Much like with terrible movies and songs, games that are nigh unplayable are something of a collective joke shared by millions. Unfortunately, Ride to Hell: Retribution is unapologetically, aggressively horrid. Set in the late 1960s and ostensibly built around the exploration of post-traumatic stress disorder that followed more than a few soldiers back home after the Vietnam War, Ride to Hell initially seems like a fresh take on video game warfare. That initial optimism quickly wears off however, as the complete disregard for anything even remotely passing as fun or functional gameplay becomes apparent.
The protagonist of this hellish torture software is Jake Conway, an emotionally scarred Vietnam veteran looking to make a nice, calm life for himself following his return stateside. Shortly afterwards, Jake's younger brother is killed by a biker gang, at which point Ride to Hell becomes an excruciatingly cliched tale of revenge. Every attempt at maturity devolves into shoddy melodrama. By the tale's end, provided that you haven't attempted an auto-lobotomy, you'll have been drenched in the game's pathetic, out-of-touch approach to sex, violence, and masculinity. Even if Ride to Hell could pass as a broken and buggy parody of the patently offensive, none of the characters seem to be in on the joke. Tragedy is greeted with no more subtly than a prolonged, agonizing "NOOOOOOOOOOOOOOO!" and sexuality is given the same level of reverence as a pornographic film. In the few instances Ride to Hell begins to approach something of even tangential relevance, poorly written, self-referential humor kills the mood.
Worse yet, every mind-numbingly awful innuendo and facsimile of human emotion is further injured by some of the most horrific voice acting imaginable. Video games are not often exceptionally voiced, but it's probably been the better part of a decade since something this ear-bleedingly bad has been released. Most of the characters sound like they were recorded in their bedrooms, moments after being woken up from a good week or two of binge drinking. The actors cannot cobble together anything like tangible human emotion.
At least some of these crimes against conscious thought might find forgiveness if Ride to Hell weren't such a technical disaster. Crashes, graphical bugs, disappearing audio, and many more issues are shockingly frequent. In some instances, enemies will appear and then die for no apparent reason. Timed missions sometimes randomly end 30 seconds or more early, and your survival seems randomly determined. When playing Ride to Hell, you exist at the whim of some of the buggiest software ever released.
Going beyond pure technical problems, Ride to Hell actively hates you and your sanity. Most of the controls are woefully positioned with almost no regard for what would actually make sense. Instead of keeping with WASD for movement, and using the keys closest to them to keep things easy for the player, the two most important keys for large chunks of the game bounce between E, R and the mouse buttons. It's disorienting, and you cannot remap the keys, so the controls are never practical. Furthermore, some keys are bound to functions that aren't ever labeled, so you're left to flounder until you figure out what the game expects of you.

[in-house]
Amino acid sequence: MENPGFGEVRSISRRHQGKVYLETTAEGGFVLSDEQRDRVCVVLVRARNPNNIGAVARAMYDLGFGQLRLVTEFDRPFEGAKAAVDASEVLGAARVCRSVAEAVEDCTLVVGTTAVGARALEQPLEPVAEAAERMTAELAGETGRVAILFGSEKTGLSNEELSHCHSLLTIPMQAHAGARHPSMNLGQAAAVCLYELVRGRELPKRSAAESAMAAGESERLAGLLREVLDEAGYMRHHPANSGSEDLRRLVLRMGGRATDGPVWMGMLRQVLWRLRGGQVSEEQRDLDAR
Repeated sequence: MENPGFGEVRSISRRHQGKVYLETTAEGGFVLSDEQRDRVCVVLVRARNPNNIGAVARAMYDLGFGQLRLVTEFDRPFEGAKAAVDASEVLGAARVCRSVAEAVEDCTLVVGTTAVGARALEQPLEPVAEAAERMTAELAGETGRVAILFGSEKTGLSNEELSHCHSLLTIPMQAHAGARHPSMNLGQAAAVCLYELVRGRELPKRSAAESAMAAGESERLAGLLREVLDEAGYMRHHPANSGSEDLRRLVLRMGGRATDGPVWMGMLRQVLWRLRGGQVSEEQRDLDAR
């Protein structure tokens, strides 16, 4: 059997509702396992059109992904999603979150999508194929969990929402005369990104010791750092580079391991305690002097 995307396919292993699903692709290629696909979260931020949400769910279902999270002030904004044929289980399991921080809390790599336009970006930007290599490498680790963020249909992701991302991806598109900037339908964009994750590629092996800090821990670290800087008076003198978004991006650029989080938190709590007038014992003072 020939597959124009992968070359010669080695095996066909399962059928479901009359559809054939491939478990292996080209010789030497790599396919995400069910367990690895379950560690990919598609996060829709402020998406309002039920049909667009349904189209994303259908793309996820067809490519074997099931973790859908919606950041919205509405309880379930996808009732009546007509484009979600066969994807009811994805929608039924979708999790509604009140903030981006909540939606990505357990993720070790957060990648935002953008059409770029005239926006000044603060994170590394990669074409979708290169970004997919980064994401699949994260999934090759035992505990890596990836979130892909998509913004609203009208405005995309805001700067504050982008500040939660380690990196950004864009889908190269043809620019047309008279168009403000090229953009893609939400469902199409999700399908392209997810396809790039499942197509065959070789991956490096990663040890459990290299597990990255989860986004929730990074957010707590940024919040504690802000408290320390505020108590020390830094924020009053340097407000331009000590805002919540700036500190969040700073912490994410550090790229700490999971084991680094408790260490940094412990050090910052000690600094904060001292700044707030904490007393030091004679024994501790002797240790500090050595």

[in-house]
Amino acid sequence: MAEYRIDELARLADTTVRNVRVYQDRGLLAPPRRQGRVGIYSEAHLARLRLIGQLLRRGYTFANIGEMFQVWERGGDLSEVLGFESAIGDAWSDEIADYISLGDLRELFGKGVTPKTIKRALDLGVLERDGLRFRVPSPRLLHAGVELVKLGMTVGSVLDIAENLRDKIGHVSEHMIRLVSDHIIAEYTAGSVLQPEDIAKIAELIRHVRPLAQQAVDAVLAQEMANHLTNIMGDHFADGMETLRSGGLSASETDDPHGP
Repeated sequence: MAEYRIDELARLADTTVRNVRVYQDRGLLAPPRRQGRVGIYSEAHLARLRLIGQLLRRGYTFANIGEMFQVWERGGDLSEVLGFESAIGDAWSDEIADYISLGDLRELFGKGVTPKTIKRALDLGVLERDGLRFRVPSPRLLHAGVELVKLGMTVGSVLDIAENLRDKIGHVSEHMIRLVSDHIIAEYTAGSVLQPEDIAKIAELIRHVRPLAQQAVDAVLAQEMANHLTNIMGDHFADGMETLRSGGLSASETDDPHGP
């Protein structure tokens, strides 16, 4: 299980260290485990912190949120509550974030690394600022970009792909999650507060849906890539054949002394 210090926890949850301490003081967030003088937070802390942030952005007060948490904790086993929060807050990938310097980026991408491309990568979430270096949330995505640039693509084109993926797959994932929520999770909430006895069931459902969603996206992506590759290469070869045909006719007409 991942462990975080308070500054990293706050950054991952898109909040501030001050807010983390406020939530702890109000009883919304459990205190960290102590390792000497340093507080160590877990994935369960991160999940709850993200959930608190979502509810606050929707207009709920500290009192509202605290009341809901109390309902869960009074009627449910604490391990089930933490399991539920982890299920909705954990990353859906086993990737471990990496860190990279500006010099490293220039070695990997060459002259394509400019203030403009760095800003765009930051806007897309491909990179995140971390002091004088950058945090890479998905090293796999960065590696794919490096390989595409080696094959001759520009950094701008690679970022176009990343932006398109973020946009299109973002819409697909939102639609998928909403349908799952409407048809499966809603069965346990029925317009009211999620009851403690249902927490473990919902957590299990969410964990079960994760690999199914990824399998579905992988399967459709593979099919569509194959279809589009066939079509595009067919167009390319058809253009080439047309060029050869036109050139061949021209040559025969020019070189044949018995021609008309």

When you strip away all of the profoundly rotten layers of this particular onion, you discover action that is merely shallow during the rare moments that it isn't fundamentally broken. Within the first few minutes, you're introduced to all of the major elements of play. Shootouts, fistfights and chopper duels constitute the lion's share of Ride to Hell, and each of them is worse than the last.
For the most part, gunplay is actually functional, in the sense that the targeting reticle moves when you attempt to move the joystick or mouse, and people generally die when you click on them. Even so, the reticle has an agonizing amount of lag that will cause even seasoned shooter veterans to miss easy shots. Thankfully, your foes have just as much trouble hitting you, provided they choose to do anything at all.
Melee combat is based on the shallowest quick-time events imaginable. There's no system for combos, no real learning curve, nothing allowing you to learn and improve your play over the course of the game--just button-mashing. Fighting rival biker gangs on motorcycles works pretty much the same way: a random key will flash on the screen and you're given a few fractions of a second to respond appropriately. With road combat, however, enemies rush in from nowhere and lock you into a battle before randomly flying off and exploding, often without you having to really do anything. They just ride up next to you and then die for no reason, and that's about it.
Outside of killing folks, there isn't much to do. There are a few hubs, and there's an open world that supports some degree of exploration, but Ride to Hell completely misses the point of having an explorable landscape. For such an interesting setting, the game is populated with virtually nothing of interest. There's a shop where you can buy more weapons, and there are a few characters to talk to, but more guns means more awful combat, and more dialogue means more tragic storytelling and unbearable voice acting.
Ride to Hell is painfully insubstantial. Its mechanics are mostly broken and have no depth, there's no sense of progression, and there are no skills that can be learned and then applied to create a feeling of accomplishment or a better understanding of the game. That people are being asked to spend time and money on this garbage shows a profound lack of respect for consumers. All one can do is marvel at the latest entry to the list of candidates for "Worst Game of All Time."